|The Dudes: Jeff Bridges with Jeff Dowd|
Fair warning: I’m about to let my Texan show. It won’t hurt. I think.
In Texas, sixth grade is the Texas History year. Children learn names like Davy Crockett, Stephen F. Austin, William B. Travis, and Sam Houston. Optimally, one’s class will make a pilgrimage to the capitol in Austin during this year; additionally, students will learn to disdain Colonel James Fannin (who could have aided at the Alamo, but did not) and to repeat the cry of San Jacinto: “Remember the Alamo!”
But even Texans know that Texas history does not start with the Alamo; or, better put, that the Alamo was a Spanish mission - a church - long before it was a fort under siege. The Alamo owed its being to the Spanish engagement with the Americas that began centuries before the famous battle; this ongoing engagement resulted in unspeakable hardships for the indigenous peoples, some graces, too, all of it driven by the three-fold, sometimes misguided (and helpfully alliterative) motivations of those first conquistadors; the three ‘Gs’ we learned in sixth grade: God, Gold, and Glory.
God: the missionary impulse of the early Spanish adventurers; Gold: the vast wealth of the land being conquered. Glory: the positions of honor that awaited those who were successful in risk-taking and wealth-discovery upon their return to the Old World.
God, Gold, and Glory sounded so noble in sixth grade. Now, looking back, it is hard not to name these motivating factors without some measure of cynicism for the unbridled exploitation and violence they were used to justify. So it was with some ambivalence this past Tuesday that I realized that if the last three weeks’ gospel lessons were ever made into a single film, God, Gold, and Glory would be the inevitable title, harkening back to the days of bad spaghetti westerns.
Three Sunday’s ago in Mark’s gospel we read of the rich young man whose wealth proves an insurmountable obstacle to his receiving the gift of God’s Kingdom. Gold. Two Sunday’s ago in Mark’s gospel, James and John make a failed attempt to secure the top cabinet positions in Jesus’ new administration. Glory. This week in Mark’s gospel, we are given the healing of a blind man who longs to see God. God, gold, and glory.
Now, to be fair, the blind man doesn’t say straight out that he wants to see God, only that he wants to see again. However, in light of 1) the gospel’s recurring theme of the disciples’ blindness with respect to who Jesus is and 2) what the blind man does once he is healed - he follows Jesus to Jerusalem, where Jesus will be crucified - it is not too much, I think, to characterize this blind man’s longing as a longing to see God.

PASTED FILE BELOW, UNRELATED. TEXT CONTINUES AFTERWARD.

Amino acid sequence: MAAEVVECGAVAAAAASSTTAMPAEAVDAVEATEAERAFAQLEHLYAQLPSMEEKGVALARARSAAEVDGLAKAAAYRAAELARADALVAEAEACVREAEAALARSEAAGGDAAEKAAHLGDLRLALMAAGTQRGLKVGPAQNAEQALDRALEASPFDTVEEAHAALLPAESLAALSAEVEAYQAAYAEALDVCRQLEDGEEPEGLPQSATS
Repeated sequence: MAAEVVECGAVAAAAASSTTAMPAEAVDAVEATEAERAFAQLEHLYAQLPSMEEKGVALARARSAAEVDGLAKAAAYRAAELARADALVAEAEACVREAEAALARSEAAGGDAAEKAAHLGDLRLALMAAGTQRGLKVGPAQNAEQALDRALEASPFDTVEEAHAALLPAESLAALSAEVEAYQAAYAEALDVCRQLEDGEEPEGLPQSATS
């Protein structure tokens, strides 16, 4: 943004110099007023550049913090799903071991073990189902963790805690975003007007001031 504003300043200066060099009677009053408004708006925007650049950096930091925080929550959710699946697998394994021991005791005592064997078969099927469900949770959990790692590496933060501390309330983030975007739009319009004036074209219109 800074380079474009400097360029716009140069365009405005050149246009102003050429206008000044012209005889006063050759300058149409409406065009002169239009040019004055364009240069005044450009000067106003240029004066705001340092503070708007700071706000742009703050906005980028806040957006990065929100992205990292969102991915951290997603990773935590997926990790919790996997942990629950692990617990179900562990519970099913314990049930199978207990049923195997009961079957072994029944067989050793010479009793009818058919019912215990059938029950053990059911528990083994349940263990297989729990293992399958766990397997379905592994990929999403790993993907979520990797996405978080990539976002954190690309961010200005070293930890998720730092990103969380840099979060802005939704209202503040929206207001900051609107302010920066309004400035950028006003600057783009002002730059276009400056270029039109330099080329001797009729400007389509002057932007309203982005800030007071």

So we see the blind man and immediately realize that we have seen this before, the latest in a series of individuals coming to Jesus with a special request - three weeks in a row now. In case we miss the repetition and so also the connectedness of the stories, Jesus uses the same question to engage the blind man that he used with James and John: “What do you want me to do for you?” The blind man is the third in a trilogy of encounters.
As you and I know, the first two encounters do not turn out well. The first two encounters do not turn out well because the ones who approach Jesus cannot see that they do not see. The rich man cannot see the possibility of a future apart from his wealth; James and John cannot see the possibility of a kingdom that takes Jesus to the cross. Each in his own way holds the Kingdom to the standard of a stunted imagination. But this time is different. This time the one coming to Jesus sees that he does not see. Unlike the others, he knows he is blind. And this one is able to follow Jesus to Jerusalem, to follow the Savior whose glory is the cross.
We do not like to think of ourselves as blind. But in Mark’s gospel, seeing one’s blindness is the only sight that leads to life. To see that one cannot see makes possible the profession that invites the healing of God: “Jesus, Son of David, have mercy on me.”
There is a long-standing tradition in the Church: a desire among the saints, for what is called the beatific vision, the longing of the saints to see God. The beatific vision refers to the perfect knowledge of God enjoyed in heavenly realms. It is Paul reminding us that while now we see but dimly, then we will see face to face. And this is the longing of God’s holy ones, the knowledge that we don’t see, the prayer to see face to face, and with both of these the willingness to surrender every definition of the God we thought we knew before we knew Jesus.
Professor of mine in college asked us: “What if there was nothing in it for you? No streets of gold. No promise of wealth. No pearly gates. No power or position. No reunion with loved ones, even. Would you still be in?” he asked. He clarified: he wasn’t saying that there would be no reunion with loved ones - indeed, salvation as we find it offered in Scripture is the restoration of the whole Body of Christ, God’s holy People, all things reconciled to God - but, he added, and this is the heart of the beatific yearning: “What if the only thing promised you by God was...God?” Would God be enough?
Gold and earthly glory are unfortunate aspirations for those who follow the crucified King. But God as enough for us, God as enough for you - forever - this longing leans into the abundance and glory of the New Jerusalem, for this desire is God’s own.
Jesus, whom now hidden, I by faith behold,
what my soul doth long for, that thy word foretold:
face to face thy splendor, I at last shall see,
in the glorious vision, blessed Lord, of thee. (1)
(1) Attr. Thomas Aquinas, Hymn 314 in the Hymnal 1982.